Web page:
The current study endeavored to document processes that contribute to relational reactivation. By relational reactivation we mean specific cortical activity indexing processing of an item elicited by the presentation of another item previously associated with it during a prior learning episode. To this end we employed a modified version of a paradigm successfully used in previous investigations of relational memory (e.g., Hannula et al., 2007; Hannula and Ranganath, 2009). Participants studied a series of arbitrary face-scene pairings and later performed a recognition memory test for those pairs. A critical feature of this paradigm is “scene preview” – the presentation of an individual scene from a previously studied pairing prior to each scene-face test display. Previewing the scene makes it possible for the participant to reactivate the associated face prior to the presentation of the combined face-scene test display. Previous work with an eye-tracking version of this paradigm took advantage of this opportunity for reactivation, showing that having a scene preview produced disproportionate early viewing of the associated face in the scene-face test display (greater and earlier viewing of the associated face relative to other equally familiar faces when there was a scene preview compared to when the scenes and faces were presented simultaneously; Hannula et al., 2007). This effect was shown to be associated with increased hippocampal activation during the scene preview period, which predicted subsequent memory performance (Hannula and Ranganath, 2009), and was absent in patients with amnesia following hippocampal damage, demonstrating the critical role of hippocampus in its elicitation (Hannula et al., 2007).

In the current study we focused on the cortical components of reactivation and on their temporal dynamics, and examined brain activity in cortical regions engaged by face processing elicited by the presentation of scenes that were associated with those faces during previous learning. We compared brain activity occurring during the scene preview period for scenes that were associated to specific faces during the previous encoding period with the activity elicited by scenes that were presented for the first time at test. We interpreted activity observed in face-related areas during the viewing of scenes previously associated with faces and not observed during the viewing of scenes that were not paired with faces as an index that reactivation of the associated face representations may be occurring. We then compared this “reactivation-related” activity with that elicited by the first presentation of faces at encoding time (i.e., when they were yet to be associated with any scene), examining both their spatial and temporal characteristics.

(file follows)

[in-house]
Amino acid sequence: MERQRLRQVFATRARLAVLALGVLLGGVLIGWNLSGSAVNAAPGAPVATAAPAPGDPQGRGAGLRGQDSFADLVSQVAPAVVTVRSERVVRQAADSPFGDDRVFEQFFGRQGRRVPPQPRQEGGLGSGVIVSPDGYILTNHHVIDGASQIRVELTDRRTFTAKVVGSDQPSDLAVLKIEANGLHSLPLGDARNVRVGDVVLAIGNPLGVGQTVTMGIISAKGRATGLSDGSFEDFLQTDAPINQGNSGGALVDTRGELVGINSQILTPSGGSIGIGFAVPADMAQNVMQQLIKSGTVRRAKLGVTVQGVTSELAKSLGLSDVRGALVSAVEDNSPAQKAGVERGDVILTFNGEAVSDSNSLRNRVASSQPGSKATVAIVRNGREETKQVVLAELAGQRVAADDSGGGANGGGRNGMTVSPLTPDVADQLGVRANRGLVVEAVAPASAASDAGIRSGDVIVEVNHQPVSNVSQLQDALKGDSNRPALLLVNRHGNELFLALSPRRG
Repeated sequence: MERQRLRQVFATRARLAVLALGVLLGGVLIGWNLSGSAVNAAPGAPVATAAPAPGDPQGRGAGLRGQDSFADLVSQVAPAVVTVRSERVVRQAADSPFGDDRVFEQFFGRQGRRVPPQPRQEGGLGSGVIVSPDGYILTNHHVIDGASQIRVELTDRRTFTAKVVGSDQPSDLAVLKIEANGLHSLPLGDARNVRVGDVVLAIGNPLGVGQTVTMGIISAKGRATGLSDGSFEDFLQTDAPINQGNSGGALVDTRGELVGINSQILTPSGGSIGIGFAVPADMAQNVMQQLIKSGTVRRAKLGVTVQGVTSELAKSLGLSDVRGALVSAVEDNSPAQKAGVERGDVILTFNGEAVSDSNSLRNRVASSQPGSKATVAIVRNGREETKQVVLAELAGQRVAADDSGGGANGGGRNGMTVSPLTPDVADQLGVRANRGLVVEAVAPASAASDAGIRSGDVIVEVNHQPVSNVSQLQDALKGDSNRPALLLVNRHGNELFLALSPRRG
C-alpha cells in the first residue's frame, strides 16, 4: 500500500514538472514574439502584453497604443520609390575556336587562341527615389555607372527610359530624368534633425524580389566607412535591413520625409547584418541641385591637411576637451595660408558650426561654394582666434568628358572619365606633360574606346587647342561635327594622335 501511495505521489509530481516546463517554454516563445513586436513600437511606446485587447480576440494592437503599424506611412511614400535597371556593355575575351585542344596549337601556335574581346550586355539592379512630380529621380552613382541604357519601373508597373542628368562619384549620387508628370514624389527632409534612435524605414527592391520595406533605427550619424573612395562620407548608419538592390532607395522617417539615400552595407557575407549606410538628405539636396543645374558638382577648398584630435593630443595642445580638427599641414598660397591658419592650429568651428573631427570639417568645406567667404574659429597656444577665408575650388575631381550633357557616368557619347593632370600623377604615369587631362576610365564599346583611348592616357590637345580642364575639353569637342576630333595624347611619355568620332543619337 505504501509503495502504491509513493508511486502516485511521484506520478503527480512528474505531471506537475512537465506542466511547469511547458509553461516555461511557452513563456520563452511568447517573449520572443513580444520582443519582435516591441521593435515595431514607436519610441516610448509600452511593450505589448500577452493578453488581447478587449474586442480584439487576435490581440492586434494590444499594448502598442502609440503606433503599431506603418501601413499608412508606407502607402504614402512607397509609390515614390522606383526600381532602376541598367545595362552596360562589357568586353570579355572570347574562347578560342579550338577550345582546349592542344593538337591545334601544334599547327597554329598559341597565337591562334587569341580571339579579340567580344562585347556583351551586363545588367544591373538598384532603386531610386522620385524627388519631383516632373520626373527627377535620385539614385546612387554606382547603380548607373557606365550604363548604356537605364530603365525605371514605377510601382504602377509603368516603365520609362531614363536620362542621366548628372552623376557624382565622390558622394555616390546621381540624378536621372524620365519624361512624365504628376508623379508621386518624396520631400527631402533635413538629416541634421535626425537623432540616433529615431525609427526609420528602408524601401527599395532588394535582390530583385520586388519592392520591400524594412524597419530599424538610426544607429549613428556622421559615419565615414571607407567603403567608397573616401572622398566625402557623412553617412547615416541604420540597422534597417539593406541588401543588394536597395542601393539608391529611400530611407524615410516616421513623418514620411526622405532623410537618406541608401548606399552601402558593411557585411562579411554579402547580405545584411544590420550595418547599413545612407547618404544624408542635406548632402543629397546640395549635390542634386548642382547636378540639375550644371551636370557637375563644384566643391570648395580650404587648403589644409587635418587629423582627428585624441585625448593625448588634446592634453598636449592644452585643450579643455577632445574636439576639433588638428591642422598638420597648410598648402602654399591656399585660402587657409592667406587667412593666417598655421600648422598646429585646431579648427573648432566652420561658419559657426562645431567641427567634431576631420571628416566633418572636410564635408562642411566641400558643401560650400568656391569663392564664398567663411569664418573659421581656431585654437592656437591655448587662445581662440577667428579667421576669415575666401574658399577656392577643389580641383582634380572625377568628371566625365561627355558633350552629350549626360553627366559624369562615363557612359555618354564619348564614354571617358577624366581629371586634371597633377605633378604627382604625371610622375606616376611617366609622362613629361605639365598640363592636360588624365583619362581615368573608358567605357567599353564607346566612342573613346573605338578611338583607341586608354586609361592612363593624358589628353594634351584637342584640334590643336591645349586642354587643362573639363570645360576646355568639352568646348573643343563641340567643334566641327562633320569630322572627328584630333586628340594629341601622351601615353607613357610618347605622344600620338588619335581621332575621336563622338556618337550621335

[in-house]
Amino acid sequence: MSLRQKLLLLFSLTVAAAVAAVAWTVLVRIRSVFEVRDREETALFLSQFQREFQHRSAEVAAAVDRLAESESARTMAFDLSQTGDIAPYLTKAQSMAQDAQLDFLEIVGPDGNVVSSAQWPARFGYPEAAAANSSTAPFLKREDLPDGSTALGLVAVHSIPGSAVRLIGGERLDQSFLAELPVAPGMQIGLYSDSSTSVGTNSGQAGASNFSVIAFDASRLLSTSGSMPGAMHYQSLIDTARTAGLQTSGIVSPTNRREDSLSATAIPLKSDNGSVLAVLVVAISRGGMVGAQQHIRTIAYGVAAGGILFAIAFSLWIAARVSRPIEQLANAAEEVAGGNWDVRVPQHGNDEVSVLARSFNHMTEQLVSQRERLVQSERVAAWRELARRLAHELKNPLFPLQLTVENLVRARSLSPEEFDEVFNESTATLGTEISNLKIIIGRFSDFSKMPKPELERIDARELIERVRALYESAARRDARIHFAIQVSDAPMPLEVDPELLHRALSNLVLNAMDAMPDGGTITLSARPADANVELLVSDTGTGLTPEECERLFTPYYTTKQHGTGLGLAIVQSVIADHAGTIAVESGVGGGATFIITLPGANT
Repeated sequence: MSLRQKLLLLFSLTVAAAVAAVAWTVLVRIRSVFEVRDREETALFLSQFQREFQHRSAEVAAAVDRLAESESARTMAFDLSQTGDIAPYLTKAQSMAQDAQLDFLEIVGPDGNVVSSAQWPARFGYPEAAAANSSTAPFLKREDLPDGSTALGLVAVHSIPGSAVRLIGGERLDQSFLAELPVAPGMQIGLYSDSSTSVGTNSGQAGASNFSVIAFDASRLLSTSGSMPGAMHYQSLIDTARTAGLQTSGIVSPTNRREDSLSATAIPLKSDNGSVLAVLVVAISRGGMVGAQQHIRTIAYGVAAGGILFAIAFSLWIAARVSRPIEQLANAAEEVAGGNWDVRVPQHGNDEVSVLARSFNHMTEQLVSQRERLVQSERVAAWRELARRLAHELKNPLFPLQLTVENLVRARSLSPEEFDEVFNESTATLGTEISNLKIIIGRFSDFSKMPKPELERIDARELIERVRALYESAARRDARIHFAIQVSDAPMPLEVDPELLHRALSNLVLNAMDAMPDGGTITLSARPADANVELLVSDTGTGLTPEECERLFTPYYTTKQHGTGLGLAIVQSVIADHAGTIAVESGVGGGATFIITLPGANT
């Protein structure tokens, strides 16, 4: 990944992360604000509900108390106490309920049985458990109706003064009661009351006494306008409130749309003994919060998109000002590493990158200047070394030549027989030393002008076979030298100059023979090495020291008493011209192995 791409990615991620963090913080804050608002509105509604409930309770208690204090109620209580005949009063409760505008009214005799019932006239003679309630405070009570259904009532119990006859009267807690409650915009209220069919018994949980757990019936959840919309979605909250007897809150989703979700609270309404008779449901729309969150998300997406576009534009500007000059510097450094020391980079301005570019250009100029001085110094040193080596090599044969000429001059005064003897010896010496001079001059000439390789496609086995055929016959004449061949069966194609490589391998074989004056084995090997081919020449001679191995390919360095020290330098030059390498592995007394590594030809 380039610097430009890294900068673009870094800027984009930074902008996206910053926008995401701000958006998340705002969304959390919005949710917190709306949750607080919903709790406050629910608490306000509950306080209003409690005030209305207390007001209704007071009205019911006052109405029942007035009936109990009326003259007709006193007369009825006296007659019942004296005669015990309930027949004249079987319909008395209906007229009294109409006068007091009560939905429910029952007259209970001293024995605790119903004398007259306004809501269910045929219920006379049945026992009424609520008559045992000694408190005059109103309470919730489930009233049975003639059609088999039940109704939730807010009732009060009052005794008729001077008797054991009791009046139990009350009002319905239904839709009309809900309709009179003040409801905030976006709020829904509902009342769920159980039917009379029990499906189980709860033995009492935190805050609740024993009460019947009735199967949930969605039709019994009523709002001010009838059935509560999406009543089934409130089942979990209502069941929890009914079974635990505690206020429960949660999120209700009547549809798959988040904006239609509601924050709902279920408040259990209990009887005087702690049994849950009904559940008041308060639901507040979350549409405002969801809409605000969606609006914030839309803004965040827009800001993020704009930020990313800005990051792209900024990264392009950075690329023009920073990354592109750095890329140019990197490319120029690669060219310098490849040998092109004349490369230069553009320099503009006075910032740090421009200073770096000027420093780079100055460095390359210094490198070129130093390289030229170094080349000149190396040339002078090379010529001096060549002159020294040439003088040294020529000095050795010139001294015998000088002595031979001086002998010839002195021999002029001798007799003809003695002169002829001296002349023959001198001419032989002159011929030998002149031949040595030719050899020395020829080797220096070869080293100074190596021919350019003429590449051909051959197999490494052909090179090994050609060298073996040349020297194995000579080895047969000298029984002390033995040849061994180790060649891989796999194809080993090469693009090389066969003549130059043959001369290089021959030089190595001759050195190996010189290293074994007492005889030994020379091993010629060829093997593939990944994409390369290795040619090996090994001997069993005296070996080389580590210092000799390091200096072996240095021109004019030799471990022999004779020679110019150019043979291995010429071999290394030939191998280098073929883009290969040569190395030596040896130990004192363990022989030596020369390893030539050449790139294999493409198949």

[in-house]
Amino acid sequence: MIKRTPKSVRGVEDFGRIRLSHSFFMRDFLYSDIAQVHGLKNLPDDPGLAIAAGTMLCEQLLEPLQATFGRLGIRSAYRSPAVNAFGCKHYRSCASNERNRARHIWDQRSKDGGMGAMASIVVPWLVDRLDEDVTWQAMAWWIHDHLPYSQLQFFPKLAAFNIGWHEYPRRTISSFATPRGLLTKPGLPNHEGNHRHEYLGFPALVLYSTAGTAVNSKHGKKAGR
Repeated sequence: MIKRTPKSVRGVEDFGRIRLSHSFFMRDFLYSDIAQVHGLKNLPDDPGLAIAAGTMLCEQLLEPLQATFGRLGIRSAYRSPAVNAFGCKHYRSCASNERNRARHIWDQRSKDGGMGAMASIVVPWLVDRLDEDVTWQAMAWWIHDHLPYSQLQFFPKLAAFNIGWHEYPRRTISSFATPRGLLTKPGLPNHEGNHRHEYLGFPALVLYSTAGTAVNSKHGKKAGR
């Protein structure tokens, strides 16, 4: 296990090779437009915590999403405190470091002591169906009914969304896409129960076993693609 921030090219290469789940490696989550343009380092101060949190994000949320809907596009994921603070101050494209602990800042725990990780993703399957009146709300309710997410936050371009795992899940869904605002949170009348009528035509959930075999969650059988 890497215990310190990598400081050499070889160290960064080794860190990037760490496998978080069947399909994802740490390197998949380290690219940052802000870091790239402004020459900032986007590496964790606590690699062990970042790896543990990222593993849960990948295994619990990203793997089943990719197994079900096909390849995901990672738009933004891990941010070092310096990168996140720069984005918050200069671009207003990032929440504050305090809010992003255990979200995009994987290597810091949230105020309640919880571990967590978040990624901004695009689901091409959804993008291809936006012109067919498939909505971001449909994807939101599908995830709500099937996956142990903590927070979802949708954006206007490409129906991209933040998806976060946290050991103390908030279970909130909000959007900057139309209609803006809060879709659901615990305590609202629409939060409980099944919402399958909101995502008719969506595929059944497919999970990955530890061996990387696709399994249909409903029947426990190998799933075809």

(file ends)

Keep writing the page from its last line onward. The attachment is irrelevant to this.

To accomplish this we utilized a technology that has good temporal and spatial resolution, the event-related optical signal (EROS; Gratton and Fabiani, 2010). EROS measures changes in the optical scattering properties of the cortex as a result of neuronal activity, by observing the amount of time it takes for near-infrared light to pass through the cortex. As the technology measures neuronal activity instead of the hemodynamic signals imaged by functional magnetic resonance imaging (fMRI), EROS has a temporal resolution on the order of milliseconds, similar to that of electroencephalography (EEG), while achieving a spatial resolution on the order of centimeters, similar to that of fMRI. This combination of temporal and spatial resolution enables EROS to determine not only where activity is taking place but also when the activity is occurring. This allows the user to investigate the order of activation of various brain areas, not just that those areas were active during a given trial. EROS is limited in its depth-sensitivity. However, previous studies have shown that EROS is sensitive to activity as deep as about 3.0 cm from the head surface (Gratton et al., 2000), making it suitable for assessing activations and reactivations in most cortical areas. This paper presents the first use of this technique to study the spatial and temporal dynamics of episodic memory reactivation.

Participants studied pairs of faces and scenes, first viewing either a face or a scene individually followed by the pair together (see Figure 1). At test, participants were given an old/new recognition test for each of the face-scene pairs, each preceded by a scene preview. We found scene-elicited activity during scene previews in the posterior superior temporal sulcus (STS), an area easily accessible by the EROS technique. Critically, (1) the activity was greater for “old” scene previews compared to “novel” scene previews (which have no face associated with them), (2) the activity was elicited in the same region that was activated by faces presented alone during the study phase (localizer), and (3) STS is an area known to be part of the network of areas involved in processing faces, being shown to be active during both general face processing (Puce et al., 1998, 2003; Grill-Spector et al., 2004; Fairhall and Ishai, 2007) as well as social judgments about a face (Puce et al., 1998; Hoffman and Haxby, 2000). We interpret this STS activation as a manifestation of the reactivation of relational memory about the face that, through prior episodic learning, was associated with the presented scene. The reactivation was observed at two different temporal intervals: at a short latency (only 100 ms later than the activity elicited by faces alone during initial study) and a longer latency, which was associated with dorsolateral prefrontal cortex (DLPFC) activity, a region of the cortex implicated in top-down control and relational memory retrieval during recall and recognition (Ranganath et al., 2000; Duzel et al., 2004; Hannula and Ranganath, 2009).